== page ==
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Multi-Carrier Shipping Blog

IaaS, SaaS and PaaS: What They Are and How They Relate to Shipping

Posted by Chris Allen on Jan 17, 2017 9:26:34 AM

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You've decided to make the jump from strictly on-premises shipping software to one that's cloud-based. The problem is that you can't make informed decisions about this change in warehouse management practices when you're bogged down in cloud terminology.

When it comes to the cloud, these three terms are used frequently: IaaS, SaaS and PaaS. But what do they mean, and how can they help you with the shipping segment of your business?

IaaS (Infrastructure as a Service)

Infrastructure as a Service (IaaS) refers to the use of virtualized hardware environments that exist in the cloud. It's not a shipping service itself, but rather a way to host your own shipping software (as well as your hardware, other software, storage and servers) on the cloud.

Who Should Use IaaS?

This option is ideal for customers who wish to use the software they already have but also want the flexibility of the cloud. Most shipping software should work with IaaS because it works much like the hardware-based versions.

What's the Downside?

Most shipping applications require access to order data stored in an ERP solution, which may be local or cloud-based. Because the ERP and the shipping application have constant communication, it's crucial that the IaaS offers a robust security solution that protects data on both ends. Industry standards such as SSL or TLS should be employed using a secure VPN connection.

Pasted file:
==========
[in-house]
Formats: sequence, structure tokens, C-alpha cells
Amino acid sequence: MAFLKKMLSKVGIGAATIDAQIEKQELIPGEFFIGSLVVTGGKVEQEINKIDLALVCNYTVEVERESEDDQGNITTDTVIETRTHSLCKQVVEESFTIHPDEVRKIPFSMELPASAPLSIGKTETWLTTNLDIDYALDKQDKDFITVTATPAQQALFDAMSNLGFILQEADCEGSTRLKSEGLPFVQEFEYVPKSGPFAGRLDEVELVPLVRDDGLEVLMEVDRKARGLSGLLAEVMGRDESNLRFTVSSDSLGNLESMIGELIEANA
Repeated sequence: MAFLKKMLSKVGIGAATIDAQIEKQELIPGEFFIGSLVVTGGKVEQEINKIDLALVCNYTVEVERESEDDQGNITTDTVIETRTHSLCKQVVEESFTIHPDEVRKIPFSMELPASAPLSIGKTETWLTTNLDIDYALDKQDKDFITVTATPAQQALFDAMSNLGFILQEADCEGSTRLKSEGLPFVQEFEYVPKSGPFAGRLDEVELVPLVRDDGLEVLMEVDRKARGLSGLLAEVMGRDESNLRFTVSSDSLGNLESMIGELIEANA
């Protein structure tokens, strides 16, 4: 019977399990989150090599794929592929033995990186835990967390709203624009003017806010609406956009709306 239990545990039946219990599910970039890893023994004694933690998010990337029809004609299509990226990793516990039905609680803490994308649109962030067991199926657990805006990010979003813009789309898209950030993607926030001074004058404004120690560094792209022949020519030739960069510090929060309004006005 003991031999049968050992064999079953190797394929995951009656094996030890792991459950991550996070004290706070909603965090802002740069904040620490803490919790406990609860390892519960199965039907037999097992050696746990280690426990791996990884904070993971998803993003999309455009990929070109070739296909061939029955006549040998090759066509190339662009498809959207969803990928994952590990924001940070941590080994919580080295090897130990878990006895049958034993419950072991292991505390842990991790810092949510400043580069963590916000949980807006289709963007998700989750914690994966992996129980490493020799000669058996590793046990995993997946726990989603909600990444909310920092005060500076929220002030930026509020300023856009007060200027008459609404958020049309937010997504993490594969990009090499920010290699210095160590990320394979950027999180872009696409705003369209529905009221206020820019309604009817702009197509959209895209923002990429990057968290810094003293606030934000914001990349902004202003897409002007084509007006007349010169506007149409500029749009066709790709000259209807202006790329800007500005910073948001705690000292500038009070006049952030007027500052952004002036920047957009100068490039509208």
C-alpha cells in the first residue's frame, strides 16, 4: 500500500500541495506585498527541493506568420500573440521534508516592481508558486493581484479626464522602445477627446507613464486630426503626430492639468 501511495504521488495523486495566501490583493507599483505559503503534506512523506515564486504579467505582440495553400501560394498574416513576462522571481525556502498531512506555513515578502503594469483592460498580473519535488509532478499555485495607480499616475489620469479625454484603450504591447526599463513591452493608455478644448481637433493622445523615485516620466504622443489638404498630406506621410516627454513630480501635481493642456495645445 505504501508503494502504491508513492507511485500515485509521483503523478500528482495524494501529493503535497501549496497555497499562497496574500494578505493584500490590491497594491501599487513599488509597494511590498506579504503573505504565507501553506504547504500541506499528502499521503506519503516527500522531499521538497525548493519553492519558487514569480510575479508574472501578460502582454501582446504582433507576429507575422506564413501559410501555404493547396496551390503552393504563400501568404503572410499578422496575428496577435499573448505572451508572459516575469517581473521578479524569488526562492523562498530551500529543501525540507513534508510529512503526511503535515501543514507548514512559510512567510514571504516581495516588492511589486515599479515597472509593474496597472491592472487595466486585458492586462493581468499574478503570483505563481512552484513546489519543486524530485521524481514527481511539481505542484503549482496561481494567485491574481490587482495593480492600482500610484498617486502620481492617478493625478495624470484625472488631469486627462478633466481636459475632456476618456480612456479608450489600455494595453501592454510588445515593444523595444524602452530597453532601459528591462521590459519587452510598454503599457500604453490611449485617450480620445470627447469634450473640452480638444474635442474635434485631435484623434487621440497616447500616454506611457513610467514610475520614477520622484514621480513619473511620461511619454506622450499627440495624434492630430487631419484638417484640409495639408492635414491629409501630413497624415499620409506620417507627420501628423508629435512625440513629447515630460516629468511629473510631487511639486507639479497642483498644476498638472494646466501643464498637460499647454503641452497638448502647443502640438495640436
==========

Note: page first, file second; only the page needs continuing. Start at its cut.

SaaS (Software as a Service)

Unlike IaaS, Software as a Service (SaaS) is software that is utilized via the cloud. It's often purchased as a subscription. Many large companies, such as UPS, FedEx, Endicia and DHL, use SaaS for shipping-related activities. However, it also works for smaller carriers.

Who Should Use SaaS?

Carriers like this approach because of the instant access to data regarding packages they will be introducing into their system. Carrier web services are a great option for end companies as well. There is less software and configuration to manage directly because it’s handled by the carrier.

What's the Downside?

When a larger business uses web services, and a web service is unavailable or latency is high, it can immediately and directly affect high-volume shipping operations. Unfortunately, most carriers have not caught up to other cloud-based SaaS offerings and are not yet making available SLA agreements that serve as a guarantee for operational service levels. 

Also, many companies use multiple carriers, and creating interfaces for each is tedious. Our InfoShip application uses one interface, pulling details from multiple carriers at once.

PaaS (Platform as a Service)

Platform as a Service (PaaS) is similar to IaaS because it's not actually software, but instead a platform for software and applications that are accessed via the cloud. However, unlike IaaS, PaaS can't be used for a company's entire infrastructure. With PaaS, you do not need to worry about installing software or configuring hardware, but you do retain full control over user access.  

The PaaS is a framework that helps with the development and testing stages of software, making the deployment phase faster, as well.

Who Should Use PaaS?

Because PaaS cuts out much of the time needed for deploying software, it's perhaps most practical for companies that already use a cloud-based software that can interact with the shipping software.

What's the Downside?

You should know which type of interface you use when integrating into a PaaS environment. Many systems utilize the traditional SOAP-based web service interface, but more and more are using REST-based web services. It is important to understand what types of web services your shipping system can interact with. For instance, our InfoShip application is able to work with both SOAP and REST-based services.

Now What?

Now that you know the differences, you can focus on choosing a service that provides data protection and a high percentage of uptime. Outages are challenging, but the best providers offer low-latency services with substantial security.

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Topics: shipping system